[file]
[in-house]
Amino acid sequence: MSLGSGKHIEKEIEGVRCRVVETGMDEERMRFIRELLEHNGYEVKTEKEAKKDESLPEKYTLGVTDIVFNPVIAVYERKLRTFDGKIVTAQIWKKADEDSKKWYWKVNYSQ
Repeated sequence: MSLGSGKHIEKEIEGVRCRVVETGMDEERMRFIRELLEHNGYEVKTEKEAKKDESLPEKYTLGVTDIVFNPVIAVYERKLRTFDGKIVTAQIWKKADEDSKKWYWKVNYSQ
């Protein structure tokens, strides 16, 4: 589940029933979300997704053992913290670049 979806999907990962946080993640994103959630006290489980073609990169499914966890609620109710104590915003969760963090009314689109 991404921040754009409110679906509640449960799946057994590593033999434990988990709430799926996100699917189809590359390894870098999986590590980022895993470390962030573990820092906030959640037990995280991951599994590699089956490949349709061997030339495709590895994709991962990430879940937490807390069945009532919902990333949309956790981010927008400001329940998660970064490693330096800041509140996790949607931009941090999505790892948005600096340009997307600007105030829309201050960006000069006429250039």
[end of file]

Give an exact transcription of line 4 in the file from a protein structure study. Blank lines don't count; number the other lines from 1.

């Protein structure tokens, strides 16, 4: 589940029933979300997704053992913290670049 979806999907990962946080993640994103959630006290489980073609990169499914966890609620109710104590915003969760963090009314689109 991404921040754009409110679906509640449960799946057994590593033999434990988990709430799926996100699917189809590359390894870098999986590590980022895993470390962030573990820092906030959640037990995280991951599994590699089956490949349709061997030339495709590895994709991962990430879940937490807390069945009532919902990333949309956790981010927008400001329940998660970064490693330096800041509140996790949607931009941090999505790892948005600096340009997307600007105030829309201050960006000069006429250039």